Defendant backed his truck out of a restaurant parking space and struck plaintiff’s car, which was stopped in a travel lane. Plaintiff sued defendant to recover for damage to her car and for her own personal injuries. In return, defendant argued that the contributory negligence of plaintiff’s husband—by parking the car in the travel lane—should be imputed to plaintiff herself. The trial court applied the doctrines of imputed negligence and contributory negligence and barred plaintiff’s recovery.
In an imputed negligence jurisdiction, a presumption exists that an injured owner-passenger of a vehicle is contributorily negligent if that owner-passenger had operational control over a negligent permissible driver.
Worsley (plaintiff) and her husband drove to a restaurant to pick up a take-out order. While Worsley’s husband retrieved the order, he left the car in a travel lane with Worsley in the passenger seat. Worsley’s car was perpendicular to Mintiens’ (defendant) parking space. Mintiens backed his truck out of the parking space and struck Worsley’s car. Worsley, the owner of the car, sued Mintiens to recover for the damage to the passenger side and for her own personal injuries. In return, Mintiens argued that plaintiff’s husband was contributorily negligent for leaving plaintiff’s car in the travel lane of the restaurant parking lot. Therefore, the negligence of Worsley’s husband should be imputed to Worsley herself since she was the owner of the vehicle. The trial court applied the doctrines of imputed negligence and contributory negligence and entered a judgment in favor of defendant. The finding of contributory negligence barred Worsley’s recovery. Worsley appealed to the Court of Appeals of Maryland.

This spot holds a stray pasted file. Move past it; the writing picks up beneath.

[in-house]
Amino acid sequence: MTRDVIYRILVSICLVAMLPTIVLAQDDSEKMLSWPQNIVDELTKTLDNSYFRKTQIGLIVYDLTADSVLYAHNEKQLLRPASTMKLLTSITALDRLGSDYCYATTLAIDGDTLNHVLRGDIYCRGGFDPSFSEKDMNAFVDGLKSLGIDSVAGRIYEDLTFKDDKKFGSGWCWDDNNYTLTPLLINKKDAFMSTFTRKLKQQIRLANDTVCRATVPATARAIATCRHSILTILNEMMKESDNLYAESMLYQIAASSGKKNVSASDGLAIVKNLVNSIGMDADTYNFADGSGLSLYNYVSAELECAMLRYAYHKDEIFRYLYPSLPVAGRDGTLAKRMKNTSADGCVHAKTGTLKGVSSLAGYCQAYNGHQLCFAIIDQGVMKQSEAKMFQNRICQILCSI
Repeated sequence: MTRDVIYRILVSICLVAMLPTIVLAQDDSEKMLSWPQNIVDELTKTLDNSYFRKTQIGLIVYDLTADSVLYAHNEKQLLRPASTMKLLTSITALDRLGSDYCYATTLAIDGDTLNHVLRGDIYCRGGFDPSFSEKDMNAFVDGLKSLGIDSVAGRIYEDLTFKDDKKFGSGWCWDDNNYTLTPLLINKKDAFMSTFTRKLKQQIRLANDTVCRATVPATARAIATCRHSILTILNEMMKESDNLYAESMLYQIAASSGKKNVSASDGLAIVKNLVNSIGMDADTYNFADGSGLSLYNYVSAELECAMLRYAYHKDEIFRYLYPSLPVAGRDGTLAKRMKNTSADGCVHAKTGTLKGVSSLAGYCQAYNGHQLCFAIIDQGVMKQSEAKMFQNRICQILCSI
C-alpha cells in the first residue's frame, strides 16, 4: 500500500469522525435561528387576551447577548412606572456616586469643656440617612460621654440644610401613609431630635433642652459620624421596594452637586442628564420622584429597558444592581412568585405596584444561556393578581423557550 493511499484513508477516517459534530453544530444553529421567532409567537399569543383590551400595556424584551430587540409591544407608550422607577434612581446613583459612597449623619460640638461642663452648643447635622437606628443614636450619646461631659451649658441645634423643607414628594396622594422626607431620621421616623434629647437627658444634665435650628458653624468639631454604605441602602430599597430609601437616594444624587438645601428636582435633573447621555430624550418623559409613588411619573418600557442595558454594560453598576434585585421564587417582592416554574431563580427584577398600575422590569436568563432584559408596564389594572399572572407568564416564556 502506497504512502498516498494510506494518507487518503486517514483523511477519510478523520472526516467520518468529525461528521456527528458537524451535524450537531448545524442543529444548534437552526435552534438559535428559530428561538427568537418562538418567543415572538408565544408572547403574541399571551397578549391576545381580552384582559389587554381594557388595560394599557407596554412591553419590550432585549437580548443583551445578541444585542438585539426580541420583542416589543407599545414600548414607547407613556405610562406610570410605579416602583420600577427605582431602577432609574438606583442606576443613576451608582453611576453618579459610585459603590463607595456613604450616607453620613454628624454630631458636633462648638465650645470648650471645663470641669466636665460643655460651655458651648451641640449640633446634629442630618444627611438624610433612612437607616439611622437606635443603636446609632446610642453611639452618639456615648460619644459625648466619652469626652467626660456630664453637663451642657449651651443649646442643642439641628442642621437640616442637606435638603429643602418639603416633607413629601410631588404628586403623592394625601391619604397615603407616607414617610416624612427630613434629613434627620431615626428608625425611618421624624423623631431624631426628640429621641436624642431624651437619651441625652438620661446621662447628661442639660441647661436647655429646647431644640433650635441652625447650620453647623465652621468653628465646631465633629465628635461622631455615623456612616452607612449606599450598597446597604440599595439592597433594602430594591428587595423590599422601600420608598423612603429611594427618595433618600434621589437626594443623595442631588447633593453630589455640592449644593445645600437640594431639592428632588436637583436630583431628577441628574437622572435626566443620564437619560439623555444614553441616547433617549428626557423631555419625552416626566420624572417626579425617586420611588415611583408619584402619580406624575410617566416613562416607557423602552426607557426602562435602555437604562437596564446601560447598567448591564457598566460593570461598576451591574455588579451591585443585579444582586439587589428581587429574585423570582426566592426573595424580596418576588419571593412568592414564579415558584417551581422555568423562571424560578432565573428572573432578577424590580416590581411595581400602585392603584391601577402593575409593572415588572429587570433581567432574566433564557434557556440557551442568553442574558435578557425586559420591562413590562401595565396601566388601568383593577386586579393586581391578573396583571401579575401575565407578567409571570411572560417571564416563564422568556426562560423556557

Whether a an injured vehicle owner-passenger may be presumed contributorily negligent because the driver of the vehicle is negligent?
No, this court dispenses with the presumption that an owner-passenger who was injured in a car accident is responsible for any negligence of the driver of the car. The doctrine of imputed negligence can no longer be used to establish a defense of contributory negligence in this state. The judgment of the circuit court is vacated and the case is remanded.
In the context of automobile torts, the doctrine of imputed negligence is premised solely on the car owner’s ownership and presence at the time of the accident. In an imputed negligence jurisdiction, the negligence of a permissive driver (like Worsley’s husband) could be attributed to an owner-passenger (like Worsley) if there was a showing that the owner-passenger was not asleep or otherwise incapable of exercising control over the car. The second and third Restatements of Torts have condoned the application of the imputed negligence doctrine in establishing a defense of contributory negligence. Likewise, several states have either limited or abrogated the doctrine of imputed negligence in the context of automobile torts. Maryland now does the same by prohibiting the presumption that an injured owner of a car is contributorily negligent just because the driver of his or her car is negligent.